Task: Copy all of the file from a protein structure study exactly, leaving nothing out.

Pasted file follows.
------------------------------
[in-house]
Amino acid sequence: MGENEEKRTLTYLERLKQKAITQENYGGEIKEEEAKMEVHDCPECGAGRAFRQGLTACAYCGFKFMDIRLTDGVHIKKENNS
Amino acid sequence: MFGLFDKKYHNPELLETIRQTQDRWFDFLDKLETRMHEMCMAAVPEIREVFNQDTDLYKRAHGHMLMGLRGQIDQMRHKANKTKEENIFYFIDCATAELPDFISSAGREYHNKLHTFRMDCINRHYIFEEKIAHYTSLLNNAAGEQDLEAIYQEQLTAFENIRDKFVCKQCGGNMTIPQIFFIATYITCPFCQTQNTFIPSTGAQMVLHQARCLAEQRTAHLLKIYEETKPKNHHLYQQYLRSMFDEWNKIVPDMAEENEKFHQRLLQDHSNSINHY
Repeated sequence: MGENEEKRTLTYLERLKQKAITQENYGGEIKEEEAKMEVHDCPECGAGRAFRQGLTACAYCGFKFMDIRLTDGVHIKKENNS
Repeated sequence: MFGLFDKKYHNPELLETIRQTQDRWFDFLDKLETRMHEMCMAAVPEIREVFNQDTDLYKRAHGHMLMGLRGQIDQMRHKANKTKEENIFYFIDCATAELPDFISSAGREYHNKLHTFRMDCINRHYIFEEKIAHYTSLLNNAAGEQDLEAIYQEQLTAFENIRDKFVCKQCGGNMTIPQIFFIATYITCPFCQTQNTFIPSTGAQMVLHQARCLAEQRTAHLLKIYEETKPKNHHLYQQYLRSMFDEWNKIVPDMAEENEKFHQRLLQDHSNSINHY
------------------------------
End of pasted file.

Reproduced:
[in-house]
Amino acid sequence: MGENEEKRTLTYLERLKQKAITQENYGGEIKEEEAKMEVHDCPECGAGRAFRQGLTACAYCGFKFMDIRLTDGVHIKKENNS
Amino acid sequence: MFGLFDKKYHNPELLETIRQTQDRWFDFLDKLETRMHEMCMAAVPEIREVFNQDTDLYKRAHGHMLMGLRGQIDQMRHKANKTKEENIFYFIDCATAELPDFISSAGREYHNKLHTFRMDCINRHYIFEEKIAHYTSLLNNAAGEQDLEAIYQEQLTAFENIRDKFVCKQCGGNMTIPQIFFIATYITCPFCQTQNTFIPSTGAQMVLHQARCLAEQRTAHLLKIYEETKPKNHHLYQQYLRSMFDEWNKIVPDMAEENEKFHQRLLQDHSNSINHY
Repeated sequence: MGENEEKRTLTYLERLKQKAITQENYGGEIKEEEAKMEVHDCPECGAGRAFRQGLTACAYCGFKFMDIRLTDGVHIKKENNS
Repeated sequence: MFGLFDKKYHNPELLETIRQTQDRWFDFLDKLETRMHEMCMAAVPEIREVFNQDTDLYKRAHGHMLMGLRGQIDQMRHKANKTKEENIFYFIDCATAELPDFISSAGREYHNKLHTFRMDCINRHYIFEEKIAHYTSLLNNAAGEQDLEAIYQEQLTAFENIRDKFVCKQCGGNMTIPQIFFIATYITCPFCQTQNTFIPSTGAQMVLHQARCLAEQRTAHLLKIYEETKPKNHHLYQQYLRSMFDEWNKIVPDMAEENEKFHQRLLQDHSNSINHY